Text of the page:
It was no coincidence when my sister, Claire, was diagnosed with autoimmune disease months later. She had similar, hard-to-pinpoint symptoms, normal labs, and dismissals from various doctors.
Getting healthy again quickly became a full-time job for both of us. We threw ourselves into learning everything there was to know about these diseases, and what evidence-based interventions would bring us the most relief. As we dove into the research, it became abundantly clear how underserved our community was and how desperately we needed better support and tools. So we decided to team up and left our full-time jobs to fill the major systemic gaps that exist in today’s standard of care.
Last year, we launched a virtual care platform called WellTheory to help women shortcut, and ultimately improve, the current path to an autoimmune diagnosis and receiving care. Our goal is to increase access to high-quality autoimmune care – making it affordable, empathetic, empowering, effective, and what we so desperately needed from the beginning.
But WellTheory is just one piece of the equation to reversing autoimmune disease. More broadly, it takes arming women with the resources to navigate the under researched and overlooked health issues that affect us the most – from fertility and menopause to autoimmune disease and beyond.
What I hope people can take away from my story
I want every woman – with or without autoimmune disease – to know what I wish I knew sooner.
First of all, you are the world’s best expert on your body. I found that many providers often dismissed me because these invisible and ambiguous symptoms are hard to pinpoint. It’s challenging because our bodies are under-researched, and our society often teaches us to look outside of our own lived experience for validation and answers. There’s really no one-size-fits-all path to healing, so seek guidance externally, but look internally to decide what’s right for you. Don’t forget: your body knows best—listen to it and advocate for yourself.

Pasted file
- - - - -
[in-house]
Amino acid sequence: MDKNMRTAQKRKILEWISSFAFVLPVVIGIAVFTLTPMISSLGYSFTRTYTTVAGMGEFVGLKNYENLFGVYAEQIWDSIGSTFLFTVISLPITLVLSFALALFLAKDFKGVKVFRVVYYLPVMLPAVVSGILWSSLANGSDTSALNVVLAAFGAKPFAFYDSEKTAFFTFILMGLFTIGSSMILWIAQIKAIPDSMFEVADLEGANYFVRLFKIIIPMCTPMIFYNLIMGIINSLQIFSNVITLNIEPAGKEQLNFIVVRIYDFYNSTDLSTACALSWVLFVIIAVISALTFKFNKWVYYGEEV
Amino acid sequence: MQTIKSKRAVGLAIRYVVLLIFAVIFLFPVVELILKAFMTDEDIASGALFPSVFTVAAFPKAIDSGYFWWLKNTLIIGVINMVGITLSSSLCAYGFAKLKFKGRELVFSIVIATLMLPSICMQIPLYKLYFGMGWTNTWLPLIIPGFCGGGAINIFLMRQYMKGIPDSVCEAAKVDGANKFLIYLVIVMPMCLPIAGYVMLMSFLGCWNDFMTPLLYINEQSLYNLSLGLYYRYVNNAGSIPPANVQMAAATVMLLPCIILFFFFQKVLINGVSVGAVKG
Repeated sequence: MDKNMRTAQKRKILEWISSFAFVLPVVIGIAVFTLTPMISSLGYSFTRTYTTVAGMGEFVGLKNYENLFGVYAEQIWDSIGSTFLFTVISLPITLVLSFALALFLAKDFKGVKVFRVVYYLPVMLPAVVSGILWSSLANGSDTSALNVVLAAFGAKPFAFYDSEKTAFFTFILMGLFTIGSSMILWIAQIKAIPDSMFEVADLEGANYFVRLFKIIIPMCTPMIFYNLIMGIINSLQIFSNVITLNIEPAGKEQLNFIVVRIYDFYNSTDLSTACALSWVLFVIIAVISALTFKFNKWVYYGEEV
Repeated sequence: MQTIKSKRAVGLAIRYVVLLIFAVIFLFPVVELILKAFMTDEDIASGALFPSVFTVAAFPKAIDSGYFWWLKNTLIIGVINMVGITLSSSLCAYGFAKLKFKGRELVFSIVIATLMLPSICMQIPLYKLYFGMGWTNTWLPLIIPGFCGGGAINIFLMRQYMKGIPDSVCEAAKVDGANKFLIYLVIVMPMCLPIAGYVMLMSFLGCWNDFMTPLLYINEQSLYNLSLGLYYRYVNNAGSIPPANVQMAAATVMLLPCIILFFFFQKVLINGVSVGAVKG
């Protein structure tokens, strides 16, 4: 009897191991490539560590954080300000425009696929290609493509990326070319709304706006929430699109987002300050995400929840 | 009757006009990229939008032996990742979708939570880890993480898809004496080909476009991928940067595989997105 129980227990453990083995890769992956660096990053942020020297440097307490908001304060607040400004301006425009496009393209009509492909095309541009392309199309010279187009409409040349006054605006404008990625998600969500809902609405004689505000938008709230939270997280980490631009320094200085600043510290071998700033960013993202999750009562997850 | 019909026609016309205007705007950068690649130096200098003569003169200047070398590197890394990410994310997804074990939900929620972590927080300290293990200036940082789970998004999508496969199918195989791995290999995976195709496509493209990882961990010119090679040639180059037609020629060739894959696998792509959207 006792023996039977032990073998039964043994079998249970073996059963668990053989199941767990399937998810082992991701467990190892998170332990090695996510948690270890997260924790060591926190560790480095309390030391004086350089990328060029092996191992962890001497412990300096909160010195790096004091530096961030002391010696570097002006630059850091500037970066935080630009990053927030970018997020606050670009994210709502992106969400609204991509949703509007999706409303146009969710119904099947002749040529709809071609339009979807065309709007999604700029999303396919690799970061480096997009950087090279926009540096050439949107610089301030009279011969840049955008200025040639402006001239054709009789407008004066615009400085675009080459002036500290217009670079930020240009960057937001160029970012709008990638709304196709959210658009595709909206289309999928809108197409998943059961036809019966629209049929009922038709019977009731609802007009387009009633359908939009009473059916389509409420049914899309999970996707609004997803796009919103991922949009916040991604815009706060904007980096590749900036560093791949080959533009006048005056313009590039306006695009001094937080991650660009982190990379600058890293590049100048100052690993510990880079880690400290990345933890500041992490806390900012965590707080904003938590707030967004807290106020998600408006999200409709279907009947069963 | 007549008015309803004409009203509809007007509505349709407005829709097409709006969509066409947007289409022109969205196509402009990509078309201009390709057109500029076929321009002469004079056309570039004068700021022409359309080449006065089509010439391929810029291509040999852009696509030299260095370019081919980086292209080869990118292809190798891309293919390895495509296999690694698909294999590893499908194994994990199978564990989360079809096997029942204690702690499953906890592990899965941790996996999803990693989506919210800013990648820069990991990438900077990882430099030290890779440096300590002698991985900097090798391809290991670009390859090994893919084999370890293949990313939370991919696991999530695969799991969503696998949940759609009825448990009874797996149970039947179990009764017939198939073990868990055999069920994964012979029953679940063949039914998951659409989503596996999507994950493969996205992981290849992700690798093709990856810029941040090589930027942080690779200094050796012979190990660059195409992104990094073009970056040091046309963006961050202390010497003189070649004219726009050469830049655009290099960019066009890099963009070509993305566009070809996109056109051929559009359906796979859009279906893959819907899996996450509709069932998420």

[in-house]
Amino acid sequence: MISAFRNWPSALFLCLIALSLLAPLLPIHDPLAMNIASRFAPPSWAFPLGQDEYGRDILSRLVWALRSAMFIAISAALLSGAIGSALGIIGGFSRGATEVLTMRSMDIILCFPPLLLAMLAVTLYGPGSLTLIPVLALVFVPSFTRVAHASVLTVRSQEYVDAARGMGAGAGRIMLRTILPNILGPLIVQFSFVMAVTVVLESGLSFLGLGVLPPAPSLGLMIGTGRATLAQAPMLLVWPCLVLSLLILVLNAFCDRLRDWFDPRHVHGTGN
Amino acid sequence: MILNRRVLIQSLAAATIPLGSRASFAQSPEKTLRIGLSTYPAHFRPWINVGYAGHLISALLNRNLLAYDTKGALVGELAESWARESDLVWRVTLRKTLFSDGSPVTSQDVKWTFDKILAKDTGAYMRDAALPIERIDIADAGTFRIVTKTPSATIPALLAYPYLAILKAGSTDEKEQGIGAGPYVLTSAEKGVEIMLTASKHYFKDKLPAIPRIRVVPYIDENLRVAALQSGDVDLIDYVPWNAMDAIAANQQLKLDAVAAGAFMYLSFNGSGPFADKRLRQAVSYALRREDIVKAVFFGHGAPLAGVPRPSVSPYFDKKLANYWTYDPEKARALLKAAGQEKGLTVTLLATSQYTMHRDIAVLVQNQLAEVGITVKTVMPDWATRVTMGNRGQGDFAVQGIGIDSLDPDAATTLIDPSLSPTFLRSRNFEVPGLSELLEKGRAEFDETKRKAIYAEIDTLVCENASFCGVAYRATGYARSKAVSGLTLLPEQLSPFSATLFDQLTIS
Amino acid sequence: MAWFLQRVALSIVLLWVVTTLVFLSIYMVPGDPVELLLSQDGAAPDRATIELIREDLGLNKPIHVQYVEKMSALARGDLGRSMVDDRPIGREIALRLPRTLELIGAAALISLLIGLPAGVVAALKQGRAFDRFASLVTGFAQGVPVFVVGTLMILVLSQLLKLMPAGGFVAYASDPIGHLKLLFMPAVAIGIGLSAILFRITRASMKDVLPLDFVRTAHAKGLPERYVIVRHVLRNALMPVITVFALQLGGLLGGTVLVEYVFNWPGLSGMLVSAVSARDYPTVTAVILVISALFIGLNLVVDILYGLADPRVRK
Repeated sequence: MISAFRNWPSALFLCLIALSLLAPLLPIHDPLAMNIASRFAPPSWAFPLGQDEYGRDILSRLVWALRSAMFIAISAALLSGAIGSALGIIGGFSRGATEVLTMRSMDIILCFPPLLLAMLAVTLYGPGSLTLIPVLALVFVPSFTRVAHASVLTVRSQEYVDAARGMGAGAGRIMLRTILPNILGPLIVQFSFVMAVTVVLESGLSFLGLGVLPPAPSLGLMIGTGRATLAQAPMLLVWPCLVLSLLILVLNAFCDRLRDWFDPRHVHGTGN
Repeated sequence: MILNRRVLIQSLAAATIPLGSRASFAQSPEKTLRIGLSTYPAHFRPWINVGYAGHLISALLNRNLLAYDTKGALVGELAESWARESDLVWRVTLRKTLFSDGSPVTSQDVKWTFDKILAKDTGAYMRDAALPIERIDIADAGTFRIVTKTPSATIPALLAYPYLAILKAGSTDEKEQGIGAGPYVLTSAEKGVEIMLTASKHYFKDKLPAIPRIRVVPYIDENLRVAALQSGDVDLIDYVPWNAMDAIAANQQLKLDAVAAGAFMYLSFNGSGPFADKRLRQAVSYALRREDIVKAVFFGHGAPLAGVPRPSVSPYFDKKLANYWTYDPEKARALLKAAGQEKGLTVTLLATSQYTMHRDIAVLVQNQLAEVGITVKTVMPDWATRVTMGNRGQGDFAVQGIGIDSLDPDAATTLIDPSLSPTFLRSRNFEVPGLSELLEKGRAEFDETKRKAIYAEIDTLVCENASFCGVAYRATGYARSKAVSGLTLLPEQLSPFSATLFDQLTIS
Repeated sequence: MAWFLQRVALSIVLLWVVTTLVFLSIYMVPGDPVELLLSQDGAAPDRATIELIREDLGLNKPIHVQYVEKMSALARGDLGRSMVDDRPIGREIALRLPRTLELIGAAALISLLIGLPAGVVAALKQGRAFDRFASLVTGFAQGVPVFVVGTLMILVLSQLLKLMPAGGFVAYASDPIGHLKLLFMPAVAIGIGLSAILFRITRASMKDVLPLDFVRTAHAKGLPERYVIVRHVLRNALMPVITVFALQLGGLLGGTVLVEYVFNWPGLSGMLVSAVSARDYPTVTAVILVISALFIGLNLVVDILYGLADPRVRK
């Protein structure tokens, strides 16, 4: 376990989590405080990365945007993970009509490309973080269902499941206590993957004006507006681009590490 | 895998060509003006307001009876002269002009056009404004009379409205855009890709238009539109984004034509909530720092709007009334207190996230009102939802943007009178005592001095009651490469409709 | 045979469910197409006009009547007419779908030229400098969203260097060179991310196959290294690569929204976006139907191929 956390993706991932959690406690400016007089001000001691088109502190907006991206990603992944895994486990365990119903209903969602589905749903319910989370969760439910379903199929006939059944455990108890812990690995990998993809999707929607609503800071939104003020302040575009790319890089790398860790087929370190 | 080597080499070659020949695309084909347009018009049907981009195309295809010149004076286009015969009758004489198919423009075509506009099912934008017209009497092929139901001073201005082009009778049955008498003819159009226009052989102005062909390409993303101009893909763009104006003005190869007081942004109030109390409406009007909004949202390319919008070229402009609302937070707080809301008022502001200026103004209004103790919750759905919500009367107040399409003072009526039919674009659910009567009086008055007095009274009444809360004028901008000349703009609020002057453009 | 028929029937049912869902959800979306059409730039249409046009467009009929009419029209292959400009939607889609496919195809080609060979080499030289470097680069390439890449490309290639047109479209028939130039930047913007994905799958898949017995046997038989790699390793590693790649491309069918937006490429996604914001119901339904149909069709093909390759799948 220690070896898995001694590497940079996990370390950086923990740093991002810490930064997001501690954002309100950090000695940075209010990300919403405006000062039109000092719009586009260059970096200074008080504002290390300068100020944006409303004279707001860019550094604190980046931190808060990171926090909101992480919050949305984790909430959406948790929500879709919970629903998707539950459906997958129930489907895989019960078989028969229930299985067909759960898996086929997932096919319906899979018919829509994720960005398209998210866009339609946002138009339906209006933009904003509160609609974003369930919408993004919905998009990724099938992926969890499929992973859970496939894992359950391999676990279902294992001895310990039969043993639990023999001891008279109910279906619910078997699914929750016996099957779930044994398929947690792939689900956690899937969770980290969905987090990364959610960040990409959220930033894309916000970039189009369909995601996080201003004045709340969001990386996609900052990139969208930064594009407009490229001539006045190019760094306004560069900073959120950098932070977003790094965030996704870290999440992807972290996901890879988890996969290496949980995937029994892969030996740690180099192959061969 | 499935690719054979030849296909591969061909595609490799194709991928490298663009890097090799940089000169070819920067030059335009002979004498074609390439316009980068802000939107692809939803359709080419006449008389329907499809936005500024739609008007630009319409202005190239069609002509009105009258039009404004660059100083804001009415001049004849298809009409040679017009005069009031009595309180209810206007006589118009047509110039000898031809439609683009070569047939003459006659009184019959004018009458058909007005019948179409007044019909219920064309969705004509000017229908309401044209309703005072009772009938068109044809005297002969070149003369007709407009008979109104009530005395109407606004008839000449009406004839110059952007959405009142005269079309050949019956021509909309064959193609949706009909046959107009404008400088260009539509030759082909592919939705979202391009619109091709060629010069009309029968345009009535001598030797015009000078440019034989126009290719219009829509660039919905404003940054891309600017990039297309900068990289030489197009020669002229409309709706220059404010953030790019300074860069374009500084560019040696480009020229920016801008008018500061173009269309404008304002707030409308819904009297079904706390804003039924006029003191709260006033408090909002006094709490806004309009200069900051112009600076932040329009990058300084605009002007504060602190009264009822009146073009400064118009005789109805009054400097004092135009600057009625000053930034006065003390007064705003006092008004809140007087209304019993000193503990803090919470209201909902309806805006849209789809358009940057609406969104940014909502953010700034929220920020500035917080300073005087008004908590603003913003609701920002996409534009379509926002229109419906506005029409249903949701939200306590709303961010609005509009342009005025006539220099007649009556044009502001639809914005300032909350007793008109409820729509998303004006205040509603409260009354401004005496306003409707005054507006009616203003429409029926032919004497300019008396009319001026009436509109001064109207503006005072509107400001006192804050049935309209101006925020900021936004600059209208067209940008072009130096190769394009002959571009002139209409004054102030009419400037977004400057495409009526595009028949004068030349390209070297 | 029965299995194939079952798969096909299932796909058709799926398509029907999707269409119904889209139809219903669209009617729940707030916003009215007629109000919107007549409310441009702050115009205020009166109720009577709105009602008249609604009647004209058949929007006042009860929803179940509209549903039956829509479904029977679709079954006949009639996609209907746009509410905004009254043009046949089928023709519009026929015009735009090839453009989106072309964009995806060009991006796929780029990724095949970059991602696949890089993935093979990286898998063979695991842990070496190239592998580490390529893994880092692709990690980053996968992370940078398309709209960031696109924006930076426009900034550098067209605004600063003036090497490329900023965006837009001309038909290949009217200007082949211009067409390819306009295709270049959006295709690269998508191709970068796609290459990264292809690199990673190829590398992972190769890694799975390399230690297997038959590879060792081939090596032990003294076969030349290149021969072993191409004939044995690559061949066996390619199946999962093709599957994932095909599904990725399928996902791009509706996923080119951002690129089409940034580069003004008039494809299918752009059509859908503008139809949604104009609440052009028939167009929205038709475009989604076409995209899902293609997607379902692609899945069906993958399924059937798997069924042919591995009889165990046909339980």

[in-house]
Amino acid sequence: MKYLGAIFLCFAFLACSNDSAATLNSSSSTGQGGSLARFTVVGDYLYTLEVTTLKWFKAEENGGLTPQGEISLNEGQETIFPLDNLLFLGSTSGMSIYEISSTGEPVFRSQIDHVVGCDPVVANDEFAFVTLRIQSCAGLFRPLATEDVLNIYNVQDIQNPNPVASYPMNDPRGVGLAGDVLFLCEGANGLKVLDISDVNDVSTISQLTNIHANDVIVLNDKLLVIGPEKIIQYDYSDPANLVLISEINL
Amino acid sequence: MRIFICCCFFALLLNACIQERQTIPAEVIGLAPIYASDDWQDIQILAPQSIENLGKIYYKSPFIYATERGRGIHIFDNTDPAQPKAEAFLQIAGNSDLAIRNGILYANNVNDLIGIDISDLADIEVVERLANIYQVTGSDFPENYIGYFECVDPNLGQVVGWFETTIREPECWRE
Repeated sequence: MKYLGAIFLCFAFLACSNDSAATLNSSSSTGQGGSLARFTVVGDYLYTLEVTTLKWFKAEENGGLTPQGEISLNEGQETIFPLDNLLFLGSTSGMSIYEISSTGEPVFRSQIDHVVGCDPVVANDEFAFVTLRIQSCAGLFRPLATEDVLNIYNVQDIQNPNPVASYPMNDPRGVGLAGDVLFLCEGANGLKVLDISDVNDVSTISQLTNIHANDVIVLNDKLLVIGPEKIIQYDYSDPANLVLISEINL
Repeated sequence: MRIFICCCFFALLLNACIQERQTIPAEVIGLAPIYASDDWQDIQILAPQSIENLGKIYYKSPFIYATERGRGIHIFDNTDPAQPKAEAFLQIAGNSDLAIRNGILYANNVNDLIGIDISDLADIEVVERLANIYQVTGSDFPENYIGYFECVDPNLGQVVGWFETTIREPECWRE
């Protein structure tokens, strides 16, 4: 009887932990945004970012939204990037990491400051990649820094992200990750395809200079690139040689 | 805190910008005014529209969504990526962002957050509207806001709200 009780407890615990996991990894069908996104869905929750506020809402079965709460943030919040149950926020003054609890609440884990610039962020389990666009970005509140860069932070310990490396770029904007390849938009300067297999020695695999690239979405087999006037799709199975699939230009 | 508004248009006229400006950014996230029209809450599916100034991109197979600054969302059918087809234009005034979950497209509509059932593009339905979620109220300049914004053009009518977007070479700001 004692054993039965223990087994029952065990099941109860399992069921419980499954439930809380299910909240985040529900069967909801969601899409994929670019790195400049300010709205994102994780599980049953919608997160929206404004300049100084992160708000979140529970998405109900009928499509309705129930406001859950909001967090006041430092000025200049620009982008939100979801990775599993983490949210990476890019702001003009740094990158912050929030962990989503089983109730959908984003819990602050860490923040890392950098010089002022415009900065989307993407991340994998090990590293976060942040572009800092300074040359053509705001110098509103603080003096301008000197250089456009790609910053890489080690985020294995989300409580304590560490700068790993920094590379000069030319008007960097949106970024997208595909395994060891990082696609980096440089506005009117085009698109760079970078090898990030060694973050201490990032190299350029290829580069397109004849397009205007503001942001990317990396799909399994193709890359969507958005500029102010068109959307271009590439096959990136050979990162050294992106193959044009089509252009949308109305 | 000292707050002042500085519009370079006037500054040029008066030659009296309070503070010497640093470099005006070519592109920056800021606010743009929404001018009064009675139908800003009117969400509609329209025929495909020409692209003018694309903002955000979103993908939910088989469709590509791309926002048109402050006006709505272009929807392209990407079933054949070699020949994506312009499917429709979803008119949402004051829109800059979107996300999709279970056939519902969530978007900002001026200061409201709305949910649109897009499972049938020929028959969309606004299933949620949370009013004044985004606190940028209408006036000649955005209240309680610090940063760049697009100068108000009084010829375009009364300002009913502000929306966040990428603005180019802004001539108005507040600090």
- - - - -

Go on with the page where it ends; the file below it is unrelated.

On that note, there is a lot within our control outside of the doctor’s office. While many of us know that excess alcohol, fried foods, and all-nighters wreak havoc on our bodies, there are also other influential lifestyle factors that often go overlooked—like how we manage stress, our environmental exposures and the quality of our relationships. Through trial and error, I realized that there were certain foods that were big triggers for me, and that eating an anti-inflammatory diet helped keep my flare-ups at bay. I also looked at my surroundings and learned that my apartment was riddled with mold. My symptoms dissipated as soon as I left.
Lastly, I’ve found it so essential to foster a community. Navigating an autoimmune diagnosis can take many years and can often be an incredibly lonely journey. And once you’re diagnosed, there’s a real grieving process where you might mourn your past life. Not to mention, the process of learning how to manage your disease can be very isolating as well, especially if you’re making changes to your lifestyle that might be different from your friends and family. What I’ve found is that having a built-out support system to lean on is really critical for enduring the highs and lows of your health journey. Connection to others is critical for the healing process. For me, I found incredible strength in TikTok and the 75K other individuals navigating autoimmune disease alongside me.
Ellen Rudolph is Co-Founder and CEO of WellTheory: a first-of-its-kind virtual platform that’s reversing the autoimmune epidemic. Launched in 2022, WellTheory was born out of Ellen’s personal autoimmune journey and the gaps in traditional care she and too many others encounter along the way. She is on a mission to empower the 50M Americans navigating autoimmune disease with education, community, and evidence-based, whole-person care. Prior to WellTheory, Ellen spent 7 years building early stage consumer businesses from the ground up at companies like Everlane and Oscar Health. She holds a B.S. from Stanford University where she graduated with Distinction and was elected to Pi Beta Kappa. Her work has been featured in numerous publications, including Forbes, Fortune, Fast Company, and Inc.